Monday, October 20, 2014

Writing: The First Mile

Yeah, I've got no end to the writing/jogging comparison, lately. So sue me.

I mean, writing really is like running a marathon. Or just running. Or jogging/walking/biking/crawling and every combination thereof. It's grueling, it costs you sweat and the occasional tears, uses up your energy like you're going to die tomorrow, anyway, so why bother saving it? You ache, cramp up, and need that much-welcomed chocolate break later, am I right?

Therefore, writing really is like working out. And just like working out, starting is the hardest part.

I've finally started some edits on my WIP; just some small things to start out, since I'm waiting to see what a few people think so I can work their feedback into this next draft, as well. All I know, is that for the last two weeks I've been totally ready to begin again. Two weeks ago, I actually pulled up two word documents: my most recent draft, and a blank document for the new draft.

Then I stared at both of them for ten minutes, blankly wondering what the hell I was doing with my life and maybe I should take up zoo-keeping, instead.

I did the same thing two days later, and then again over the weekend, and, guys, this is like a never-ending vicious cycle.

Can you relate? Maybe not even to that, exactly, but something similar? Because it doesn't matter if you're writing the first word of a manuscript ever, or if you're on draft ten. Starting is really hard.

How do you fix the problem? Suck in your breath and hold it until you turn blue, down some coffee (or the beverage of your choice), and just start slamming your fingers on the keyboard while hoping that readable words are coming out. Start with a word, then a sentence. A sentence turns into a paragraph, a paragraph to a page...see the pattern?

Once you start, it's easy. Personally, every time I sit down to start something knew or begin a new draft of an old work, I feel like I've forgotten how to write. But once I saw, "Screw it," and just start, it all comes back to me. The further I get, the easier it becomes, which folds over to when I take a break in the middle of a chapter and start again the next day. When there's something looking back at you, it's a lot easier to just follow the road map and drive.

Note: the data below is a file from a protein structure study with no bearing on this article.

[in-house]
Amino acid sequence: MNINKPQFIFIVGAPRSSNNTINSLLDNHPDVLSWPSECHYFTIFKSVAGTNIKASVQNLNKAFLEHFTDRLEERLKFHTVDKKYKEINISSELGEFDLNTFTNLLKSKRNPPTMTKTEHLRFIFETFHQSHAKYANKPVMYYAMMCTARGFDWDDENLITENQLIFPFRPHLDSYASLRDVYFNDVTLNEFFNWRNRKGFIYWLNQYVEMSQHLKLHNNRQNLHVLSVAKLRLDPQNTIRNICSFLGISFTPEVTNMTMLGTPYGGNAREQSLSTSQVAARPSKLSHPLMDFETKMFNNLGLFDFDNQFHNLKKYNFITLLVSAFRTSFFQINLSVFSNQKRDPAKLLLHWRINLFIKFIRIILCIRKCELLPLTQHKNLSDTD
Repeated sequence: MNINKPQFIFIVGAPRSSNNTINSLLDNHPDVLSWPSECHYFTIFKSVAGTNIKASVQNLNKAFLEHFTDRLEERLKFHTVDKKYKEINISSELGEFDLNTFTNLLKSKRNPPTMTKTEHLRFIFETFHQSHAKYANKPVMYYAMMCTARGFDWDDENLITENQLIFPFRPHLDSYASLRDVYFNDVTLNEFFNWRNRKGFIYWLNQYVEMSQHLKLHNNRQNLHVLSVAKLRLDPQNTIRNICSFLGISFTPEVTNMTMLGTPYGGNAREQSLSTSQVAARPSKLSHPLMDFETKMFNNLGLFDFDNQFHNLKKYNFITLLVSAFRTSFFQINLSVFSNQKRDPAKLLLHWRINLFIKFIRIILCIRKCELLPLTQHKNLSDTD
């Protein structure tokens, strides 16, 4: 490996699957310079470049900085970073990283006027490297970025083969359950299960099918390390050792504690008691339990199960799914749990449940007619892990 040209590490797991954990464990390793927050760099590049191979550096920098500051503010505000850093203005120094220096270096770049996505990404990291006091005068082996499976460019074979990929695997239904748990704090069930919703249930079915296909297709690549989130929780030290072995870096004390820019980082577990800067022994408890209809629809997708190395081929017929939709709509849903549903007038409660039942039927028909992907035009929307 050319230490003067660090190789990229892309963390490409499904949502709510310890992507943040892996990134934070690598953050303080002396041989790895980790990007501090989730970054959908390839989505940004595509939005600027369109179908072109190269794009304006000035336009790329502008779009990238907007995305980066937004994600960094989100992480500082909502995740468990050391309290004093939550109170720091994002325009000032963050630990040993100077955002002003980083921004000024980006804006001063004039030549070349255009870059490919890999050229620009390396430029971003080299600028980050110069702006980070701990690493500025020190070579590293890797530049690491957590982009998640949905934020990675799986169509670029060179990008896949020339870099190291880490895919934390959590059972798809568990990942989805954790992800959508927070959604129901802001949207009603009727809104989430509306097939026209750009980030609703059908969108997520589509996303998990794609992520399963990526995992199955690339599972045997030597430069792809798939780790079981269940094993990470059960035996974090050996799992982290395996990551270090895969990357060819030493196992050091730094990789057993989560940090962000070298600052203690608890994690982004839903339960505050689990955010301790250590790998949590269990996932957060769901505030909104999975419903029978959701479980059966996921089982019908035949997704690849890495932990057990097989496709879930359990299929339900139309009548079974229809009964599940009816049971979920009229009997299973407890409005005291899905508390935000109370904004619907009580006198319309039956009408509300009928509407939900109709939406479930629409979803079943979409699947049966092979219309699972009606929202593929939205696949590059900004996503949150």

Just like working out: the first half a mile, sometimes mile, is torture. I feel my muscles working, feel my shortness of breath. I notice everything that my body is doing to get me to stop. Then I get into a rhythm and eventually I forget about it: I warm up, I find a pattern and a pace. My body realizes, "Holy shit, I guess I can do this," and it takes over. Before I know it I've been on the treadmill for thirty minutes and almost have three miles under my belt.

And you've almost got a thousand words; maybe even two thousand.

So sit your butt in that chair and just write. Really, there are no excuses. If you've got the time and the atmosphere, just start and see where it takes you, and trust that you actually do know what you're doing. Try just ten minutes, even; set a timer, write, and by the time that ten minutes is up you'll have at least gotten a sentence or two, heck maybe even an entire paragraph.

Trust me, guys: starting really is the hardest part. If you can get past that, then finishing the novel's the easiest thing in the world.

Tweet It:

Writing those first words is a lot easier than you might think. @Rae_Slater talks starting at the beginning (Click to Tweet)

Start with a word, then a sentence. Then you've run a mile. Why writing is like a good workout (Click to Tweet)

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